In general, the correlation between performance and difficulty was significant and positive, which means that the greater the difficulty, the greater the performance of the player. It is important to emphasize that the first stages, from levels 1 to 9 in Figure 2, presented some below-average performance values, which may have been produced because the children were learning to play a new game.
An exploratory analysis of the variables of interest concerning the students’ probability of success in the activities was also carried out. In this context, whenever the player reached the performance of at least 70% in a certain level, he would win. Hence, each level had an associated difficulty, for which success was a binary information (value = 1[successful]; value = 0[unsuccessful]). Figure 3 shows that in most activities it was possible to observe that the initial levels had a low success rate and, as the player advanced in the stages, the success rate increased, even if the difficulty level also increased. Thus, one can infer that the player was progressively learning to overcome the challenges presented in the minigame.
Figure 3. (A–G) Difficulty related to the probability of success for each minigame. Each activity level is represented by its inherent difficulty in the lower row, and the success probability in that difficulty is depicted as the orange line until the last player entry registered in the game.
Analysis of the Factors That Influenced the Player’s Performance
Mixed Effects Logistic Regression (Fitzmaurice et al., 2011) was used to identify variables that influenced performance of the seven participants in the 1528 rounds played, considering student data (age, sex, school year), game level, and the difficulty associated with each level of the minigames. Subsequently, the Backward method was applied (Efroymson, 1960), which identified as significantly influential in the performance the following: school year and game level, as shown in Table 1. A 5% significance level was adopted for the Backward method. R software was used.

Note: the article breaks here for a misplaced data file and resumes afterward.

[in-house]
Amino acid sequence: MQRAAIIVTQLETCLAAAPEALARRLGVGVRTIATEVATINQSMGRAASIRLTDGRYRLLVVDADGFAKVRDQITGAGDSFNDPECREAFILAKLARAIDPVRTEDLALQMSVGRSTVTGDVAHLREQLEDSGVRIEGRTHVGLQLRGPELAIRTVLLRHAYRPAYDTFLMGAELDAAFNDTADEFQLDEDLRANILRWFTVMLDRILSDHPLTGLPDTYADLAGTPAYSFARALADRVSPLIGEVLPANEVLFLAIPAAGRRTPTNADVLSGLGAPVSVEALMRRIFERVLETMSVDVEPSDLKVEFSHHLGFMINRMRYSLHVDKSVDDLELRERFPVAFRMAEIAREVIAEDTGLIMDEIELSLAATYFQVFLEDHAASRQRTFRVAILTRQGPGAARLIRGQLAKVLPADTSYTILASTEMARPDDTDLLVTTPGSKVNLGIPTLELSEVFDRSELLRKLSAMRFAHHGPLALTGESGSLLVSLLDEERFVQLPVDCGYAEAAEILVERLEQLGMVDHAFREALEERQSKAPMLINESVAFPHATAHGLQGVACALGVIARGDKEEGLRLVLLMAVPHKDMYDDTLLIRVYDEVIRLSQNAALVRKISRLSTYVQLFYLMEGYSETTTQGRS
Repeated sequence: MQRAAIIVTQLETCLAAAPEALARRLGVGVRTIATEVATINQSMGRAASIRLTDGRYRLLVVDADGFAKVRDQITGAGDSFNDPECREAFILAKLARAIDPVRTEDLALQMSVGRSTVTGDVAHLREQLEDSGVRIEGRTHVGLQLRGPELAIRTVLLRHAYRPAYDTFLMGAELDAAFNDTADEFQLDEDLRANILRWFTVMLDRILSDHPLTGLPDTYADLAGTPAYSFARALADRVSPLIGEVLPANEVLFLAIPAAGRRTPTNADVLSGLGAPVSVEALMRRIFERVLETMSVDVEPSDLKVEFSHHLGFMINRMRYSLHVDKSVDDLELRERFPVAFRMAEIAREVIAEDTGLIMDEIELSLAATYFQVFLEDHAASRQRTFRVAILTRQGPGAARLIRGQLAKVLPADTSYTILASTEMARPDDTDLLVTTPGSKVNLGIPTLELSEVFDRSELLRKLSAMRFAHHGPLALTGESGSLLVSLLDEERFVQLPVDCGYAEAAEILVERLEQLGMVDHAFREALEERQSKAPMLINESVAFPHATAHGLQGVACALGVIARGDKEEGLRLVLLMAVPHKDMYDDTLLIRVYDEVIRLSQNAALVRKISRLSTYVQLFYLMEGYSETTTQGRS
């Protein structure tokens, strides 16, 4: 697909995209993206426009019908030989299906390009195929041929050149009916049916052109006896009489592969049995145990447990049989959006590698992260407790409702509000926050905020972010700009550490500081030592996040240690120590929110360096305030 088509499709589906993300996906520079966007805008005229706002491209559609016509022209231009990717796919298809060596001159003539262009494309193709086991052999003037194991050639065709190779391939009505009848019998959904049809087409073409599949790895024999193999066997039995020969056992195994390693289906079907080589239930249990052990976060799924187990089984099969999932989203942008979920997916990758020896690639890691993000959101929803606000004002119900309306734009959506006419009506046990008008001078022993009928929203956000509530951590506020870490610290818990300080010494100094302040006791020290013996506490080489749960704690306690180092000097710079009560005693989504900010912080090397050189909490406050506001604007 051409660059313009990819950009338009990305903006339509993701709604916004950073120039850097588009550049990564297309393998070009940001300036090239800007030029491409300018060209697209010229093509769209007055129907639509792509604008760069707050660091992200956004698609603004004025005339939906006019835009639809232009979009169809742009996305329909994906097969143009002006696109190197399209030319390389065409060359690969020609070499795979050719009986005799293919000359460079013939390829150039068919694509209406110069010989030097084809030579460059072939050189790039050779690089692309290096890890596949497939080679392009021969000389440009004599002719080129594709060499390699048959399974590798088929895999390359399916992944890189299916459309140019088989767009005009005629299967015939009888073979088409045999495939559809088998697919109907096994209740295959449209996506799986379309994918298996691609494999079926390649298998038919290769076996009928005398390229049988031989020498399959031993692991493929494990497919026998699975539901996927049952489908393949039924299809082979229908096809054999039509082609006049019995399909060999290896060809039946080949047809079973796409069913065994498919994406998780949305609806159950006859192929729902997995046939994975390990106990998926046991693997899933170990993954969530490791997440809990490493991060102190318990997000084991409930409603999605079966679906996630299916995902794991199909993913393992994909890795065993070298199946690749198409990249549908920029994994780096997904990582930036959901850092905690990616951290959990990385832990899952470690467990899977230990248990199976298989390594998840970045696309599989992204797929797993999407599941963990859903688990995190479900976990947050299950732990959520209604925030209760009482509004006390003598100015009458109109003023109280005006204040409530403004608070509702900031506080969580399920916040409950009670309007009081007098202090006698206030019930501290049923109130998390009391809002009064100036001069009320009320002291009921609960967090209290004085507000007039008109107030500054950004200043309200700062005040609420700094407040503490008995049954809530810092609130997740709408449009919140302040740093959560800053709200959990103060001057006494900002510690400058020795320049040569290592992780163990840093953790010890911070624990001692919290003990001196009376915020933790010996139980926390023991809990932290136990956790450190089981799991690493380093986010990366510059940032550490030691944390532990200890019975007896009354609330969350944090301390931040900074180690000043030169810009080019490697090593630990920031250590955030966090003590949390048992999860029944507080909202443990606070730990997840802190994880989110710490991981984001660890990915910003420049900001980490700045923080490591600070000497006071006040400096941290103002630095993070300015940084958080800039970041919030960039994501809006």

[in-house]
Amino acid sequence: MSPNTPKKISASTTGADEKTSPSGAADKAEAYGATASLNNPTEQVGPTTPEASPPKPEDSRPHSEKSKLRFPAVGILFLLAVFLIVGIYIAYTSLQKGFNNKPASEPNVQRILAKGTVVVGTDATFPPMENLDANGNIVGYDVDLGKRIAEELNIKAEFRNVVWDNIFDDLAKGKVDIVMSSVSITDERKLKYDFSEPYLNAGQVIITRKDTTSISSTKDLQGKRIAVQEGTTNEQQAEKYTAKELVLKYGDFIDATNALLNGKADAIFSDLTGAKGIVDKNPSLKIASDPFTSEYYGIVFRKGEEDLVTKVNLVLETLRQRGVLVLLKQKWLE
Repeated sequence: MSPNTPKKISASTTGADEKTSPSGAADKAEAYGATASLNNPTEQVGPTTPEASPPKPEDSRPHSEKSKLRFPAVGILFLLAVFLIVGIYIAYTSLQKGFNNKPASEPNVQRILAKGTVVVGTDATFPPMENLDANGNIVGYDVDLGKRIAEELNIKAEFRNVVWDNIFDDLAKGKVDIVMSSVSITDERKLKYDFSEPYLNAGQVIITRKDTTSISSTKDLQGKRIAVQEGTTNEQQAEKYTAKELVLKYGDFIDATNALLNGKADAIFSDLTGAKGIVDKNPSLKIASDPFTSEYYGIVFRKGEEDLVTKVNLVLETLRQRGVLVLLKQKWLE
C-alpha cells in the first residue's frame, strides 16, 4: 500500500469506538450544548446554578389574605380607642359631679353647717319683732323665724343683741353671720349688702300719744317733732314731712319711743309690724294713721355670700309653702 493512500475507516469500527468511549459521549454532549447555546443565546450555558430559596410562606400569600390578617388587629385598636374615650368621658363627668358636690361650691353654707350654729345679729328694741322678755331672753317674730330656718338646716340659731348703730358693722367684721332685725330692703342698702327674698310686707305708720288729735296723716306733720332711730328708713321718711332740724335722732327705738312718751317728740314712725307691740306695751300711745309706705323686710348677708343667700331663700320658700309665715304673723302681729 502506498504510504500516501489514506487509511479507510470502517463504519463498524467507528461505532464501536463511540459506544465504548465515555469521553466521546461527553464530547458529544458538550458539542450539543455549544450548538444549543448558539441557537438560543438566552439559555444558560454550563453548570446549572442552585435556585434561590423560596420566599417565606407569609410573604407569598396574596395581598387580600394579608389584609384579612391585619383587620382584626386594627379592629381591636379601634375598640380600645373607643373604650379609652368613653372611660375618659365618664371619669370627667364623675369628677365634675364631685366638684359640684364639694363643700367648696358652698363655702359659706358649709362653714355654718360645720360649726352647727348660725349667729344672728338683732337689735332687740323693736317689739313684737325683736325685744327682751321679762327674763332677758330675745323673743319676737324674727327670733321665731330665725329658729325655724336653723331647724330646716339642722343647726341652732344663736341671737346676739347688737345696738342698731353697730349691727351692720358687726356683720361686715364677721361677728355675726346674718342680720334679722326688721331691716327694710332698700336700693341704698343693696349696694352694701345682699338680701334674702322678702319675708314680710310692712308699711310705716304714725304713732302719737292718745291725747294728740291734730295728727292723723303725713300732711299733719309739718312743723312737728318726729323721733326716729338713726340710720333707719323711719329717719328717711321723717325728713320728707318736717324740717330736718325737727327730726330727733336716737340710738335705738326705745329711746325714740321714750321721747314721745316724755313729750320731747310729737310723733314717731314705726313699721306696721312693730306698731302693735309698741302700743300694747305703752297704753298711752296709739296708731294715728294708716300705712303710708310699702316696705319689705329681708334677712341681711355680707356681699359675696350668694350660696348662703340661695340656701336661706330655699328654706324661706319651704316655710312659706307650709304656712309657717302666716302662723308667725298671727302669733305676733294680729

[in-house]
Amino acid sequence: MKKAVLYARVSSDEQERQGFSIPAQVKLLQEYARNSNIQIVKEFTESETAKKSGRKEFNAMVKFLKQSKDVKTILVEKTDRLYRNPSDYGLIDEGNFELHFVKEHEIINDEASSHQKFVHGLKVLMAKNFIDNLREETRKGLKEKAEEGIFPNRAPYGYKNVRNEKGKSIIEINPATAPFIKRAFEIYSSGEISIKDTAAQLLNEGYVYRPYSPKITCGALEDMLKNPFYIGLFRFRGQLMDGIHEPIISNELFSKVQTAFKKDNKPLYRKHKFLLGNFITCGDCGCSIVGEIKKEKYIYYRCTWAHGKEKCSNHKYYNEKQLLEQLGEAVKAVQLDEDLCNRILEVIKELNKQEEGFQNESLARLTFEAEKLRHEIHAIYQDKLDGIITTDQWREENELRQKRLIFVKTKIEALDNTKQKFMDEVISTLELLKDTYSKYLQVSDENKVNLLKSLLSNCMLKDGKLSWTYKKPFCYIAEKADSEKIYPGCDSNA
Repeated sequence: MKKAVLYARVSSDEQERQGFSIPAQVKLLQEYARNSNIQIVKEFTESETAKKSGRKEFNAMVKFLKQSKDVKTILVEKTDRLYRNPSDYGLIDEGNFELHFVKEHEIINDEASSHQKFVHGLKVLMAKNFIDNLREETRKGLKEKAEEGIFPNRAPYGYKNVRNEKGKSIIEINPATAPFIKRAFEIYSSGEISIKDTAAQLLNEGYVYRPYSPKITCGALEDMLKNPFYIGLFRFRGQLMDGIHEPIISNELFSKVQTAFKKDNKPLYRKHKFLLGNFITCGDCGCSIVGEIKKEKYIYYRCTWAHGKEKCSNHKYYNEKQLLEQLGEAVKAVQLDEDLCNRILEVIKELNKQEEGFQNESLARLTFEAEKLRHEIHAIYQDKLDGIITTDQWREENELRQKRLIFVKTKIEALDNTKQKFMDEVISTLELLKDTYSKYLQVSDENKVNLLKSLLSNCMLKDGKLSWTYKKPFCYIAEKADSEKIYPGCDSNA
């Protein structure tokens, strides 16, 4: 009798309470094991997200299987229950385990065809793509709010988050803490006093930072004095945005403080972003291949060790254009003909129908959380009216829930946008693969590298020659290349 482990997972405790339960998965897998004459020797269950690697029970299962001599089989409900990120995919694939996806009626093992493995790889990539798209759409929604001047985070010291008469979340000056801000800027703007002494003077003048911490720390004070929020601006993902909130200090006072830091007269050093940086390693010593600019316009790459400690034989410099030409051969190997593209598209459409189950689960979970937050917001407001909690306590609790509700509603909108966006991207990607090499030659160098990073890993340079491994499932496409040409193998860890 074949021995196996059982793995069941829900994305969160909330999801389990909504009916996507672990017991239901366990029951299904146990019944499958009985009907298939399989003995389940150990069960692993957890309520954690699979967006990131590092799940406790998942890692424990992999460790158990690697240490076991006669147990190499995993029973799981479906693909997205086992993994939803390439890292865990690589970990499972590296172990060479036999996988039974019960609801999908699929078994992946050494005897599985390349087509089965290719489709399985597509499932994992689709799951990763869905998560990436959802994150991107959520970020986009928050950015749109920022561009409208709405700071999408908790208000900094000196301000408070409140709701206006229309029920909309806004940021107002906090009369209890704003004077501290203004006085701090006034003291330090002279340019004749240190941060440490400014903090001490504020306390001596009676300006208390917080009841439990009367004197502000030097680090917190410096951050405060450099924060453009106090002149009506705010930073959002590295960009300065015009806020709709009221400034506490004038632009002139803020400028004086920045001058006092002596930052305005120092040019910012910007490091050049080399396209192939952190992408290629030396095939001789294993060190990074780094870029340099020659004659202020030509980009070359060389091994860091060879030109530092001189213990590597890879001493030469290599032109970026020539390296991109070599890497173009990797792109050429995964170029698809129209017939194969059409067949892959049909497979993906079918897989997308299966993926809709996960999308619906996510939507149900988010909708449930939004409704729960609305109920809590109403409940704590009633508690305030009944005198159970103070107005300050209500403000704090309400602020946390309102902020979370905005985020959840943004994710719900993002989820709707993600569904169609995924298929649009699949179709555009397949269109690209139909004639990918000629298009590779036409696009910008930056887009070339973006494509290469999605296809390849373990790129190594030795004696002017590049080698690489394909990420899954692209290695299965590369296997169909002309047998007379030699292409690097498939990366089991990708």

Table 1 shows that there was a significant difference (p-value = 0.001) between the Peak level type compared to the Rest level type, considering students with similar capacity who played the same game at the same level. The performances in the Peak level type were lower when compared to the Rest level type since the students who were in the Peak level type had a chance 0.62 times lower to match the challenge predicted in the level type than the students who were in the Rest level type (0.47;0.83). The Normal level type differed significantly (p-value = 0.000) from the Rest type. Students who played the Normal level type had a 0.71 times lower chance to succeed in predicted challenges than the students who played the Rest level type (0.59;0.86). Therefore, the performance in the Normal level type was lower when compared to the Rest level type.
These findings confirm the planned behavior of the DCs depicted in Figure 1. The controlled difference of the difficulties allowed the presentation and regulation of the type and number of challenges that the student had to face in each level of the activities. Thus, the alternation between the level types (Normal/Peak/Rest) helped the players to avoid the comfort zone. This can be observed in Table 1 Chance Ratio of accomplishing tasks in the Rest type levels, which were higher when compared to the Normal and Peak level types.